The Department of Veterans Affairs is preparing for a potential government shutdown — drawing up a list of which VA employees would be furloughed during a lapse in appropriations, and which employees would remain on the job.
VA Secretary Denis McDonough told reporters Friday that the VA is “building our lists, to make sure we understand with great precision who are what we call excepted employees and who are not.”
McDonough said the VA has not yet begun its outreach to employees about their shutdown work status, but will “continue to closely monitor this situation.”
Despite the impact on VA employees, McDonough said veterans would see little disruption in VA services during a shutdown.
“In the case of a shutdown, there would be no impact on veteran health care. Burials would continue at VA national cemeteries. VA would continue to process and deliver benefits to veterans, including compensation, pension, education and housing benefits. And the board would continue to process appeals,” McDonough said.
But McDonough said a shutdown would prevent the VA from conducting outreach to veterans, and the department’s public-facing regional offices would be closed. Many of the VA’s services — including career counseling, transition assistance for new veterans leaving military service and VA cemetery grounds maintenance — would also not be available.
“This is why I’ve been saying we need a full-year appropriation, especially at a time when we’re providing more care and more benefits the more vets than ever before. And that’s why we’ve been so supportive of the bipartisan budget agreement that was struck several months ago,” McDonough said.
The White House, as it usually does a week before a potential shutdown, is briefing federal agencies today on how to prepare for a lapse in funding, according to an Office of Management and Budget official who spoke to the Associated Press.
A shutdown would impede VA’s outreach efforts, right as the department is stepping up its efforts to protect veterans from scams.
The VA on Friday launched a new page on its website to keep veterans up to date on how fraudsters are trying to target them and their benefits.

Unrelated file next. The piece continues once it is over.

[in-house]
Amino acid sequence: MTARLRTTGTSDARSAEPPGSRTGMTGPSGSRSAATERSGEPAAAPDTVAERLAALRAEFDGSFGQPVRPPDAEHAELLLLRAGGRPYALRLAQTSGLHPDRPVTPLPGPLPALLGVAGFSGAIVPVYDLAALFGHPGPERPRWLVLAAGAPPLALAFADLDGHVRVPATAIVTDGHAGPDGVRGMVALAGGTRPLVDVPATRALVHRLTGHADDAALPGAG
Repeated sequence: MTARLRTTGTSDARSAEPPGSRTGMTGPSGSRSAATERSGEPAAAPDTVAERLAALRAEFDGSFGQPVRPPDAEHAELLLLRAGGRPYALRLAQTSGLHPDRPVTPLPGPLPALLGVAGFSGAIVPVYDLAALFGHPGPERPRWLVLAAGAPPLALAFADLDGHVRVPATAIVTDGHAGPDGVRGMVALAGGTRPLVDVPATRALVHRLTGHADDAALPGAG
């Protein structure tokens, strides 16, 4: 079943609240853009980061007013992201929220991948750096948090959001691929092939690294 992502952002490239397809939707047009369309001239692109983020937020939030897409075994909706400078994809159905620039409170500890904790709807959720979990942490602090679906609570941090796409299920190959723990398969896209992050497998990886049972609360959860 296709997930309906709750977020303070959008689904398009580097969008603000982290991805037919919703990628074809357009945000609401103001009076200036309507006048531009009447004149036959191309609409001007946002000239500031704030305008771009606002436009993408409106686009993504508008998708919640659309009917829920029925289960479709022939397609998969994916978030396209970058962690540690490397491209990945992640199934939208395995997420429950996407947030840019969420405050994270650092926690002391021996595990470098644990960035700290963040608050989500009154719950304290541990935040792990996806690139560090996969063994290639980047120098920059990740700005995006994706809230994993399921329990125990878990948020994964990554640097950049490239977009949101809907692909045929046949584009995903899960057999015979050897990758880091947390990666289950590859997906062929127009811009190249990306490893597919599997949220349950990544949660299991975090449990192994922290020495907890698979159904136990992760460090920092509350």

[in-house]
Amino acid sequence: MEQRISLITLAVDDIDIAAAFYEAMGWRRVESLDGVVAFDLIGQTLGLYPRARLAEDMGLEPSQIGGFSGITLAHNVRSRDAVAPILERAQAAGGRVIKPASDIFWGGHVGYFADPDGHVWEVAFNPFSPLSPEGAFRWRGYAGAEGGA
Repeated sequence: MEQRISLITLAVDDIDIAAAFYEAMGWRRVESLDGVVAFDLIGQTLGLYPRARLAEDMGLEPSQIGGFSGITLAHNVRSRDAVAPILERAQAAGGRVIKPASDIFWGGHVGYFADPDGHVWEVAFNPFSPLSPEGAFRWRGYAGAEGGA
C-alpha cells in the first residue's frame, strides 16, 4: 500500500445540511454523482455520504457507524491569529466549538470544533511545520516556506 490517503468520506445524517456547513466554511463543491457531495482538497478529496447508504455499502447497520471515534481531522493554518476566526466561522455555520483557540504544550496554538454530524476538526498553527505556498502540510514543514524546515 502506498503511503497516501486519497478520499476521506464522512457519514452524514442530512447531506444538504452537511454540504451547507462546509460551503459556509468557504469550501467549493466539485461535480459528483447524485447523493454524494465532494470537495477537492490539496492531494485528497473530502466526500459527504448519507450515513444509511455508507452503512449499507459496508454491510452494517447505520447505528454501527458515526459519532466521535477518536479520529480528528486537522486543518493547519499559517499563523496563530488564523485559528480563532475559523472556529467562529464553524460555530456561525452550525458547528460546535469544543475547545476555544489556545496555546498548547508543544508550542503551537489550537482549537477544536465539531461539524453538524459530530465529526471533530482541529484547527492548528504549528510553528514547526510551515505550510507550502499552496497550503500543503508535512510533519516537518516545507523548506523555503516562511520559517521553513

VA Deputy Chief of Staff Maureen Elias said the department is seeing a large increase in unaccredited service representatives charging veterans to file their initial disability claims.
“They’re operating in the grey area, and some of them are charging up to six times whatever that veteran receives,” Elias said.
The department is also monitoring fraudsters who may improperly charge veterans applying for benefits under the toxic-exposure PACT Act.
“We don’t have specific numbers or data on that, but we have received plenty of anecdotal information. Anytime there’s new benefits or new money that’s been allocated to individuals, there’s an opportunity for fraudsters and scammers to come in,” Elias said.
VA’s higher in-office work requirement starts Oct. 8
The VA is also setting a date for employees to come back into the office more regularly.
McDonough said the VA will require its employees in the National Capital Region to return to the office more frequently, starting Oct. 8.
“We’ve been actively working with our workforce talking with our workforce, our managers, supervisors have been working with their teams. That’s all happening, and I’m very proud of the work that’s gone into that.”
The VA announced in May that, under this new policy, employees with telework agreements in the National Capital Region are to work a minimum of five days in the office each two-week pay period.